Wednesday, February 5, 2014
Enrollments in U.S. geoscience programs remained robust during the 2012-2013 academic year. Though total enrollments retreated from their 2011-2012 highs, the drop in enrollments was less than 3%. The current enrollment trend likely reflects the strong employment outlook for geosciences relative to the continued weak U.S. job market.
Reports from many geoscience programs around the U.S. indicate that they are at or near capacity, and thus additional enrollment growth above the current levels is unlikely without either a major expansion at existing programs or the introduction of online geoscience degree programs.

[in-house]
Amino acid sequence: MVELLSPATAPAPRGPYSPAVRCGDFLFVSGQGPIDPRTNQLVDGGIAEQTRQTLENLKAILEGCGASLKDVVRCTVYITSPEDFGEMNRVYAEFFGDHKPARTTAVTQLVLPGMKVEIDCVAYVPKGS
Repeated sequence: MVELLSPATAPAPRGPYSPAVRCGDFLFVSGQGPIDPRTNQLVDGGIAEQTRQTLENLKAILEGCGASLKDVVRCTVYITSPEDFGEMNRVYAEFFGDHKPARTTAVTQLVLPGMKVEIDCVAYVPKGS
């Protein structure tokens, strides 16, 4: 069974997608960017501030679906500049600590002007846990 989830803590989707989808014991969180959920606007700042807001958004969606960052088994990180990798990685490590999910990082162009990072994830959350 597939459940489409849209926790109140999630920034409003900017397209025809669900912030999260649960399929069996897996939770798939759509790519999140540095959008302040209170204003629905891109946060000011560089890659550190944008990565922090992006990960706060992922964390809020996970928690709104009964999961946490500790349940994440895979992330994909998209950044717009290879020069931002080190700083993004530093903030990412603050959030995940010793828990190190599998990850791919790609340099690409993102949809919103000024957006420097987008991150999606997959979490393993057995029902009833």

Total enrollments in 2013 were 27,591 undergraduates and 10,935 graduate students.
Degree production at U.S. geoscience programs also remained strong. Undergradute degrees awarded continued to increase, reflecting the recent run-up in undergraduate enrollments. The sudden increase in Master’s degrees awarded in 2012 does not appear to be an anomaly. Even though awarded Master’s degrees have dropped, they remain above the levels seen since 1987.
This increase in Master’s degrees is likely in response to the strong job market, with an increasing number of students pursing geoscience graduate degrees to improve their employability. In addition, the large number of Master’s degrees awarded could also be attributed to Ph.D.-tracked students opting to graduate with Master’s degrees – excited for job opportunities outside of academia, given the extremely competitive job market in pure research and academic fields.
The total degrees awarded in 2013: 3691 Bachelors, 1313 Masters, and 663 Doctorates.